Compressed air has many different uses ranging from simple cooling and blow off applications all the way to operating machine cylinders and robotics. One of the most common uses is for simple cleaning; whether its cleaning off a work station or blowing off personnel it can’t be denied that air powered cleaning is very useful. But if the Occupational Safety & Health Administration (OSHA) regulations are not followed it can also be unsafe.

Open-ended blow offs can inadvertently be dead ended (the airflow outlet can be completely blocked), when this happens if the pressure is to high an air embolism can form in an individuals bloodstream. Blowing something off with air can result in airborne particulate traveling at a high velocity that can become embedded into your skin or in your eye.

With all that being said this is where the safety air guns step into the spotlight! It’s pretty easy to make a safety air gun that complies with the dead-end pressure regulation; just give the air another path to take when the outlet is blocked. The most common solution found is a cross drilled nozzle which allows the air to escape when the end is blocked. Generally the problem with this design is that the nozzles can be very loud and inefficient. In most cases these nozzles have paid attention to the dead end problem but ignored the noise level exposure safety issue and completely ignored compressed air efficiency. 

With EXAIR’s Super Air Nozzles you get both the added benefit of being safe, quiet and efficient. Our engineered designed air nozzles are commonly installed onto a Soft Grip Safety Air Gun to make an ergonomic, safe, and quiet Safety Air Gun. These can also have a  Chip Shield added to help prevent particles from flying back and hitting the user. The Soft Grip Safety Air Gun can also be coupled with a pipe extension from 6” to 72”; you can also add one of our Stay Set Hoses 6” in length to 36”.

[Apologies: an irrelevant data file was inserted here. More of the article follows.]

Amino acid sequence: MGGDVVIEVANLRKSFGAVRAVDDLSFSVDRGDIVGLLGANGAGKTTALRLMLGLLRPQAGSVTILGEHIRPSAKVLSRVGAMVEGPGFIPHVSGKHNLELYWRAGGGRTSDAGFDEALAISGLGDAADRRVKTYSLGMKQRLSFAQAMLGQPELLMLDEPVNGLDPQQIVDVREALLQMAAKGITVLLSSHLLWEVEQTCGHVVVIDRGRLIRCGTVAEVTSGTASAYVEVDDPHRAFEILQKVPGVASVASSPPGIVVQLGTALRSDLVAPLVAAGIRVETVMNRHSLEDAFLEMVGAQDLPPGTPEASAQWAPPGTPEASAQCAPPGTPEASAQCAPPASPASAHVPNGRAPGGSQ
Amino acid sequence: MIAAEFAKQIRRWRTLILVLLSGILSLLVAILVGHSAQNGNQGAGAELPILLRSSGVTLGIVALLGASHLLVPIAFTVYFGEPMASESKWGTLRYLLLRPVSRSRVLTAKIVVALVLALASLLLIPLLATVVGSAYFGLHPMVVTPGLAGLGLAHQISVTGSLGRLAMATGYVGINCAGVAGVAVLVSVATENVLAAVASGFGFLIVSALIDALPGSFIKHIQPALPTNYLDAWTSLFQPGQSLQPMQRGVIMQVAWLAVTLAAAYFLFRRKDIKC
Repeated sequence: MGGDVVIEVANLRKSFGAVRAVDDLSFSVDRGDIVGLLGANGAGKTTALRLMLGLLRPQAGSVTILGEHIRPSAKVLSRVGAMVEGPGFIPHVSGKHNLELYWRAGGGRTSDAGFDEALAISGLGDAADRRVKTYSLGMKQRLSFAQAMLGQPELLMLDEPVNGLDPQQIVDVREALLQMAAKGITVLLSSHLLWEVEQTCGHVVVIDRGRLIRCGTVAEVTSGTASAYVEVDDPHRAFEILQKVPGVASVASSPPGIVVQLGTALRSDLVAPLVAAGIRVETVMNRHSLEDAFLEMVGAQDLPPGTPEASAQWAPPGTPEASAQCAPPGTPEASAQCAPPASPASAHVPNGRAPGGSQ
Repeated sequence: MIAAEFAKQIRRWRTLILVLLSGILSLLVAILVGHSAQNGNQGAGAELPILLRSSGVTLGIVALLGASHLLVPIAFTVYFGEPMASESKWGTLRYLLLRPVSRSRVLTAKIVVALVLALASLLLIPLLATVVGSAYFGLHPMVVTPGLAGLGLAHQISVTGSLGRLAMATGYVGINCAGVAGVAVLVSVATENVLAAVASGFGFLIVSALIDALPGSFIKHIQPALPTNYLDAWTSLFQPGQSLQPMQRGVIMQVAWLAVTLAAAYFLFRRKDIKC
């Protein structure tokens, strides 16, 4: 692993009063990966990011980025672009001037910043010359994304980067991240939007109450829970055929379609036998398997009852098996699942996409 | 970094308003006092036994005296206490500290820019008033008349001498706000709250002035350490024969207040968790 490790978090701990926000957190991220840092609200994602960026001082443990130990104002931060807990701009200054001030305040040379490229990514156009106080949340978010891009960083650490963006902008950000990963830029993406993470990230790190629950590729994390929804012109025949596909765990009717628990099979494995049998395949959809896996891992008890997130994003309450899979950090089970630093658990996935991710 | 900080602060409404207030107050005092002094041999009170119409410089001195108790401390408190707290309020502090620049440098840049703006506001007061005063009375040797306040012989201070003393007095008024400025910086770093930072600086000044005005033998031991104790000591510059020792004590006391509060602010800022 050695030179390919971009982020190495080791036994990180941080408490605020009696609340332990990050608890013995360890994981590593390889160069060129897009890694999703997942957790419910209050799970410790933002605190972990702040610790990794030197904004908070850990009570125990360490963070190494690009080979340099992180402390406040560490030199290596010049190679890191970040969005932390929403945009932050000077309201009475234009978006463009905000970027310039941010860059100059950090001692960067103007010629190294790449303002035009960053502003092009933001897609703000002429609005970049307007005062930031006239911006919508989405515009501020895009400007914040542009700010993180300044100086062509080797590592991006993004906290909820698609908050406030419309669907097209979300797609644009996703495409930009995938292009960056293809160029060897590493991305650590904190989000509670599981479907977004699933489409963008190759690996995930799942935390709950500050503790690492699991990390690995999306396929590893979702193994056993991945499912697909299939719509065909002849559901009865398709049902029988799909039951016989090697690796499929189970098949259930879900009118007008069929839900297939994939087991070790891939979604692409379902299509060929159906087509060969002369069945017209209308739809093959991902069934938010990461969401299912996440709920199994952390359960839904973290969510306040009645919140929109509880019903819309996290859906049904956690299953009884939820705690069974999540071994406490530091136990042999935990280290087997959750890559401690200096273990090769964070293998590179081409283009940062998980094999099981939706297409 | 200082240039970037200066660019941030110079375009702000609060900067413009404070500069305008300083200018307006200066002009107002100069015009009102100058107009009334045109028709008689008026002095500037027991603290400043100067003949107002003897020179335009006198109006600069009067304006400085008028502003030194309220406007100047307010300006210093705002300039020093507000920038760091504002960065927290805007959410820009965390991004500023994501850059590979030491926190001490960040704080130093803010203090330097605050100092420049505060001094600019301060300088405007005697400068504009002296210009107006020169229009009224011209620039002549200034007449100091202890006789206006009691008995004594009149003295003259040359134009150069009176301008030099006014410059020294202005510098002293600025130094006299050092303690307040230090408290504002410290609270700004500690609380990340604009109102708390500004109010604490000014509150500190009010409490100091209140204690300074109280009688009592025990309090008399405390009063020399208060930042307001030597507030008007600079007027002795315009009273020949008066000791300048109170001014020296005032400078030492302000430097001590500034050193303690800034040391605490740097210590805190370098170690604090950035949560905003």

Soft Grip Safety Air Gun with Stay Set Hose. eg. 1210-6SSH

Here are a few examples of the Soft Grip Safety Air Guns in our product line:

Cody Biehle
Application Engineer
EXAIR Corporation
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EXAIR NEW Product Offering – Pressure Sensing Digital Flowmeters

Six Steps to Optimizing Your Compressed Air System

The first step to optimizing compressed air systems within an industrial facility is to get a known baseline. To do so, utilizing a digital flowmeter is an ideal solution that will easily install onto a hard pipe that will give live readouts of the compressed air usage for the line it is installed on.  There is also an additional feature that we offer on the Digital Flowmeters that can help further the understanding of the compressed air demands within a facility.

The Pressure Sensing Digital Flowmeters are available from 2″ Sched. 40 Iron Pipe up to 8″ Sched. 40 Iron Pipe.  As well as 2″ to 4″ Copper pipe.  These will read out and with the additional Data Logger or Wireless Capability options record the information. When coupled with the wireless capability an alarm can be set for pressure drops that give live updates on the system as well as permits data review to see trends throughout the day of the system.

EXAIR Digital Flowmeters w/ Wireless Capabilities

Generating a pressure and consumption profile of a system can help to pinpoint energy wasters such as timer-based drains that are dumping every hour versus level based drains that only open when needed. A scenario similar to this was the cause of an entire production line shut down nearly every day of the week for a local facility until they installed flowmeters and were able to narrow the demand location down to a filter baghouse with a faulty control for the cleaning cycle.

If you would like to discuss the best digital flowmeter for your system and to better understand the benefits of pressure sensing, please contact us.